NSA reveals hacking methods it says Russia uses

WASHINGTON (AP) – US and British agencies on Thursday revealed details of “brute force” methods that they say have been used by Russian intelligence to try to access the cloud services of hundreds of government agencies, companies of energy and other organizations.

An advisory published by the US National Security Agency describes attacks by agents linked to the GRU, the Russian military intelligence agency, which has previously been linked to major cyberattacks abroad and efforts to disrupt US elections in 2016 and 2020.

In a statement, NSA cybersecurity director Rob Joyce said the campaign “was probably ongoing, on a global scale.”

Brute force attacks involve the automated propagation of sites with potential passwords until hackers gain access. The advisory urges companies to adopt methods long urged by experts such as common sense cyber hygiene, including using multi-factor authentication and requiring strong passwords.

Issued during a devastating wave of ransomware attacks against governments and key infrastructure, the advisory does not reveal the specific objectives of the campaign or its alleged purpose, and only says that hackers have targeted hundreds of organizations around the world.

The NSA says that GRU-linked operatives have tried to break into networks using Kubernetes, an open source tool originally developed by Google to manage cloud services, from at least mid-2019 to early this year. While a “significant number” of theft attempts targeted organizations using Microsoft’s Office 365 cloud services, the hackers also targeted other cloud providers and email servers, the NSA said.

The United States has long accused Russia of using and tolerating cyber attacks for espionage, the spread of disinformation, and the disruption of governments and key infrastructure. The Russian embassy in Washington did not immediately respond to a request for comment Thursday.

Joe Slowik, a threat analyst at network monitoring firm Gigamon, said the activity described by the NSA on Thursday shows that GRU has further simplified an already popular technique for entering networks. He said it appears to overlap with Department of Energy reports of brute force intrusion attempts in late 2019 and early 2020 targeting the US government and energy sectors.

Slowik said that the use of Kubernetes “is certainly a bit unique, although on its own it doesn’t seem worrisome.” He said the brute force method and lateral movement within networks described by the NSA are common among state-backed hackers and criminal ransomware gangs, allowing GRU to mix with other actors.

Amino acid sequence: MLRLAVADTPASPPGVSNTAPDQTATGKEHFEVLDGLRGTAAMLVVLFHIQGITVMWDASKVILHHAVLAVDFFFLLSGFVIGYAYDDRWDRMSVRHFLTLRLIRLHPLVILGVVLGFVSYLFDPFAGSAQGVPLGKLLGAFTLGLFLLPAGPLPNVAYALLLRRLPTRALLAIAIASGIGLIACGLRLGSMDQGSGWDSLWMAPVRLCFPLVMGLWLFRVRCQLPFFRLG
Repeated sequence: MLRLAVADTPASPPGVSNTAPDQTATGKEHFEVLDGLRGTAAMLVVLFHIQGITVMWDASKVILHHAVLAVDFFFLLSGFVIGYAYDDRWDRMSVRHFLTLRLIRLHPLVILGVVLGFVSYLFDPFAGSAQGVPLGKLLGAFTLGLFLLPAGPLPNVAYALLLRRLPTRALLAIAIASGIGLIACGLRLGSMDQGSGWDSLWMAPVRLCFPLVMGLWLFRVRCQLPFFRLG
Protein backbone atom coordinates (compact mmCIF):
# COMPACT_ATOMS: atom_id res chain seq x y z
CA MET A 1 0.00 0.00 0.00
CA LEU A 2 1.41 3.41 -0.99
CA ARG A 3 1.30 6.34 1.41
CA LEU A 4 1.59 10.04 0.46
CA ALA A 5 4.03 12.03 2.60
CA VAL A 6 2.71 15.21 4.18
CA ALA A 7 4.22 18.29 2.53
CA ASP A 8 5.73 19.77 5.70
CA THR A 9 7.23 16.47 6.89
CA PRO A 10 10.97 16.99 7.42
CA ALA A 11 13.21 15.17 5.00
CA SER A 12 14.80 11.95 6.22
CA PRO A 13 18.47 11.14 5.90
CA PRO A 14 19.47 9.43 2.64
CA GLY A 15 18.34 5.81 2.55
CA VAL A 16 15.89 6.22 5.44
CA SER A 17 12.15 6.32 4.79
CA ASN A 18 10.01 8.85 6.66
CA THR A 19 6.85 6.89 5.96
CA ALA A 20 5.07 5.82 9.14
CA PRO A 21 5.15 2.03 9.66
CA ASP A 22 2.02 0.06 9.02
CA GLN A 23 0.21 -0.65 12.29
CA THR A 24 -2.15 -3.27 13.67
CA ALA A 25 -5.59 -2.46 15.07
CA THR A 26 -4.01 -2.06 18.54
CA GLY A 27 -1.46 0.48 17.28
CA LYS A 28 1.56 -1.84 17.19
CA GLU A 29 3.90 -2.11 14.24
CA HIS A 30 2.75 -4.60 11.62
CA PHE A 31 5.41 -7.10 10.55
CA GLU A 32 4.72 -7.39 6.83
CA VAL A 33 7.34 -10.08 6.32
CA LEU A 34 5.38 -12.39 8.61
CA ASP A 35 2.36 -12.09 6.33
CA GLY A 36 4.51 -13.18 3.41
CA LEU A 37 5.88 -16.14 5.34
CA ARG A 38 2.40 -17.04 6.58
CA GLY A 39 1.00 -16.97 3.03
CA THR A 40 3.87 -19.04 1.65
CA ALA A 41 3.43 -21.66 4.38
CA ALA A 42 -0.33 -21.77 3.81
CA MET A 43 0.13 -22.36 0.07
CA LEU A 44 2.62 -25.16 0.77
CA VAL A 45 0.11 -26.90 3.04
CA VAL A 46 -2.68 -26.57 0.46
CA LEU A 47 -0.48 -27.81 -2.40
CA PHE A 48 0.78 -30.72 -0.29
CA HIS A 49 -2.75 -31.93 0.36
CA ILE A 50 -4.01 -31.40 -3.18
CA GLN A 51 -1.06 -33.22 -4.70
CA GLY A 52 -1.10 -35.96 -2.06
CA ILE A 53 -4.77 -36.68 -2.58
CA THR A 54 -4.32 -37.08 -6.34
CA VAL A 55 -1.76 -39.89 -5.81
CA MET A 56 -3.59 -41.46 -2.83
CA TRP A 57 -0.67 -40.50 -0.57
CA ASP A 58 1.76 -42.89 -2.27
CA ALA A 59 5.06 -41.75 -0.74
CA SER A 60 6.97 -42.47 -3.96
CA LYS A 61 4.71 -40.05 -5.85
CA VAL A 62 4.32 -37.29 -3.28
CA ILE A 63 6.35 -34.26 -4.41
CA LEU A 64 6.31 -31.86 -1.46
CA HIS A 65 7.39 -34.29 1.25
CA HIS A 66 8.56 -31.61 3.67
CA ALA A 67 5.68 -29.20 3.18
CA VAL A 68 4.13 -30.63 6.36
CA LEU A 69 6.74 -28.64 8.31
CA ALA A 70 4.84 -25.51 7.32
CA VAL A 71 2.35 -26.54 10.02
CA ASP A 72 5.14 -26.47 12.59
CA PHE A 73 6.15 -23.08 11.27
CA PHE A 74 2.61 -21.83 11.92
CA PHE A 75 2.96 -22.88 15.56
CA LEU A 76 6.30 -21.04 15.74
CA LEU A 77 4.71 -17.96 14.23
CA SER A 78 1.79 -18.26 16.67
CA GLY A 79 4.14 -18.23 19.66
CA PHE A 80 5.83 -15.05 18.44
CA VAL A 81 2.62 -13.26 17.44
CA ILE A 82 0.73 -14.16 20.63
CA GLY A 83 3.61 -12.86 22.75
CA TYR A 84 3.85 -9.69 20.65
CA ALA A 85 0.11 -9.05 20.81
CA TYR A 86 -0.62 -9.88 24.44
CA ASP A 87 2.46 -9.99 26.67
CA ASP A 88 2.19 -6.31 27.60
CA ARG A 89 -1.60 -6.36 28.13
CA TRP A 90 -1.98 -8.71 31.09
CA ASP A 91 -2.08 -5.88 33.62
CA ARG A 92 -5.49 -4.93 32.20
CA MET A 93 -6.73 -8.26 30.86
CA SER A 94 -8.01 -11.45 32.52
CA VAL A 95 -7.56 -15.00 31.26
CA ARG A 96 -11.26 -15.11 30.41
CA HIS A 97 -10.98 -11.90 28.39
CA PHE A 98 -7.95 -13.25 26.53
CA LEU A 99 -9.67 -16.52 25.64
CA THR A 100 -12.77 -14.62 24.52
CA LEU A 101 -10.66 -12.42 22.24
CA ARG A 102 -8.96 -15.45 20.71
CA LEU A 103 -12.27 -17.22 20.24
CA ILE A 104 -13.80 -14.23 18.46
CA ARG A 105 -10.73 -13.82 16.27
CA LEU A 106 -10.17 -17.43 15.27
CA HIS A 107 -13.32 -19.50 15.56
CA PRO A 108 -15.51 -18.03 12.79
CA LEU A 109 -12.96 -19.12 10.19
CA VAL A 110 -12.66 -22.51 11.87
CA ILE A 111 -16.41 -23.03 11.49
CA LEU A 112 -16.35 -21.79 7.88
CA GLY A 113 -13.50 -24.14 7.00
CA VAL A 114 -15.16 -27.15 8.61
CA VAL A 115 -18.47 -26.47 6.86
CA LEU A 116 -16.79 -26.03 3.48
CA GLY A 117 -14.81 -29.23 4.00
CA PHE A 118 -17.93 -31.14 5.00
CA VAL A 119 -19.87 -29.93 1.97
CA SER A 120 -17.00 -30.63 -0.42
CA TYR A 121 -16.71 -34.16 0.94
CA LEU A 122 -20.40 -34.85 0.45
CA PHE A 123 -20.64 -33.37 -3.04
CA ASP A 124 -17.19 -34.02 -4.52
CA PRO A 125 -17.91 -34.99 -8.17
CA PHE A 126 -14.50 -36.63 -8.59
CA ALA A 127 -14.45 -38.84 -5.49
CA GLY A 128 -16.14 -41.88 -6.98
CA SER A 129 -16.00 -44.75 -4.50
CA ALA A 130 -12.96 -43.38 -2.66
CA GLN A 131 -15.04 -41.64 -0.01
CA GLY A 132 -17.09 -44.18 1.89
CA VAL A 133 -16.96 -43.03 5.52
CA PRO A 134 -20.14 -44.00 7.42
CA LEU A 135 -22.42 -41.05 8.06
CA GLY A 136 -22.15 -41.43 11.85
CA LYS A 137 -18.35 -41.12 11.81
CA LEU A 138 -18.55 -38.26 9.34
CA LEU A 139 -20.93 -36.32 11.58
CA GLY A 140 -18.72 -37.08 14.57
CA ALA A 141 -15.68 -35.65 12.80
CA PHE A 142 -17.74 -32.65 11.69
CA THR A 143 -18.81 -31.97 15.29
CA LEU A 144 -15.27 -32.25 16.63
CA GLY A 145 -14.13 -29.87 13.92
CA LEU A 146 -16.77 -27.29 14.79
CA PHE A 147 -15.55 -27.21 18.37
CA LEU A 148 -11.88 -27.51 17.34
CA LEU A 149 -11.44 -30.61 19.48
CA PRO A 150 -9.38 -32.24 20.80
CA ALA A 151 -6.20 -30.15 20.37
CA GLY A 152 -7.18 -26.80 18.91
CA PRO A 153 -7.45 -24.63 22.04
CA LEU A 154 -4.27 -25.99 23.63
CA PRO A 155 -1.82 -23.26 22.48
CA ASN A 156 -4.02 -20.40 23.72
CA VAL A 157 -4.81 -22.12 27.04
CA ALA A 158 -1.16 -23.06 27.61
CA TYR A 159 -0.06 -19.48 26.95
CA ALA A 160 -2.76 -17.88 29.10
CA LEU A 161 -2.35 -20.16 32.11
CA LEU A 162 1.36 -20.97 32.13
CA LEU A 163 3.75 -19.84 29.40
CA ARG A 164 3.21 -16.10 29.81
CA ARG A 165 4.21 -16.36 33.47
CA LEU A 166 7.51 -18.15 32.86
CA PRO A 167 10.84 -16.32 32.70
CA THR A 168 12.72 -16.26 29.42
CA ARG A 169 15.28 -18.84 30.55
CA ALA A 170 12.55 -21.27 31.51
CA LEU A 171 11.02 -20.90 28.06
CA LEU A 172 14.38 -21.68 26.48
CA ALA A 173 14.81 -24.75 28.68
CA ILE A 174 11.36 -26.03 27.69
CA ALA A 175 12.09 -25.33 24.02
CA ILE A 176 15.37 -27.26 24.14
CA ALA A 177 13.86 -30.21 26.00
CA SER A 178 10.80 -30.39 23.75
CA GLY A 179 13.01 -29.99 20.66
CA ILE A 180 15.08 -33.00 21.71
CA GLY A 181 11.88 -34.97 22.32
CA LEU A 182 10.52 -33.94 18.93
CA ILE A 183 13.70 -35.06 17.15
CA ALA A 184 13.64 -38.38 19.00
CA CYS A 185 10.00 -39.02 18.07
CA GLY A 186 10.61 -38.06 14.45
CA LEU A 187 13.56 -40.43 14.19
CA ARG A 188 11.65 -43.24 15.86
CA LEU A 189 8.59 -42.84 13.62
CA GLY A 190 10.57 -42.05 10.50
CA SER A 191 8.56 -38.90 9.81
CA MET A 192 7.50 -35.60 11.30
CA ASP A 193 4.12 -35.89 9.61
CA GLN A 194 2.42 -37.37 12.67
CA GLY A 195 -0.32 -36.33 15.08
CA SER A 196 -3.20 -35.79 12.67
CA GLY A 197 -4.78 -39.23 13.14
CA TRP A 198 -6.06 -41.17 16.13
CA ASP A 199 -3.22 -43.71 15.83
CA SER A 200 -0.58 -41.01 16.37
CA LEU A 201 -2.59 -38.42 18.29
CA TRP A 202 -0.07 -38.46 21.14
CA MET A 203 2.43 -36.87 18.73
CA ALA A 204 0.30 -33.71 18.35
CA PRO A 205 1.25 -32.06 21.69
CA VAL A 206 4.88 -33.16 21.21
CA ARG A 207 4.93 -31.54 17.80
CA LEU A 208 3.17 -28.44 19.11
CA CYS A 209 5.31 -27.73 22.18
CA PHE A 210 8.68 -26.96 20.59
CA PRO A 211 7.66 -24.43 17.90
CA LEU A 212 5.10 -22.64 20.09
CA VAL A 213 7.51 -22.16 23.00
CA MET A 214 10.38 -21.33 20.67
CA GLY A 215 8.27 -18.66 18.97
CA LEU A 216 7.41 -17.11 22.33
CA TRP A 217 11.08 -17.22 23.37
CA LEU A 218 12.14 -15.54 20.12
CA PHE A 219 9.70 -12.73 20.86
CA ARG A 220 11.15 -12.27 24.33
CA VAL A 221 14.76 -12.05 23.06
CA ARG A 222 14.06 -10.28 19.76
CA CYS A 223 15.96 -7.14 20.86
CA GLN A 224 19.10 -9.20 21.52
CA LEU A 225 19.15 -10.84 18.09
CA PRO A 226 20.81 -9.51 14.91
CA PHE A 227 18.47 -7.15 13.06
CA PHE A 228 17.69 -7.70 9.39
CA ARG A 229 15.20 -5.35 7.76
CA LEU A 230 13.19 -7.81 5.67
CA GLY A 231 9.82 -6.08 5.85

John Hultquist, vice president of analytics at cybersecurity firm Mandiant, characterized the activity described in the ad as “routine collection against policy makers, diplomats, the military, and the defense industry.”

“This is a good reminder that the GRU remains an imminent threat, which is especially important considering the upcoming Olympics, an event that they might as well attempt to disrupt,” Hultquist said in a statement.

The FBI and the Cybersecurity and Infrastructure Security Agency joined in on the advisory, as did Britain’s National Cybersecurity Center.

The GRU has been repeatedly linked by US officials in recent years to a series of hacking incidents. In 2018, the office of special counsel Robert Mueller charged 12 military intelligence officers with hacking Democratic emails that were later released by WikiLeaks in an effort to damage Hillary Clinton’s presidential campaign and boost Donald Trump’s candidacy.

More recently, the Justice Department announced charges last fall against GRU officials in cyberattacks that targeted a French presidential election, the Winter Olympics in South Korea, and American companies.

Unlike Russia’s foreign intelligence agency SVR, which is blamed for the SolarWinds hacking campaign and is careful not to be detected in its cyber operations, the GRU has carried out the most damaging cyberattacks on record, including two in Ukraine’s power grid and the 2017 NotPetya virus, which caused more than $ 10 billion in damage globally.

GRU operatives have also been involved in the spread of misinformation related to the coronavirus pandemic, US officials have alleged. And an American intelligence assessment in March says that GRU tried to monitor people in American politics in 2019 and 2020 and organized a phishing campaign against subsidiaries of the Ukrainian energy company Burisma, likely to gather information damaging to President Joe. Biden, whose son had worked before. on board.

In April, the Biden administration sanctioned Russia after linking it to election interference and violation of SolarWinds.

Sign up for daily newsletters

Copyright © 2021 The Washington Times, LLC.

Add Comment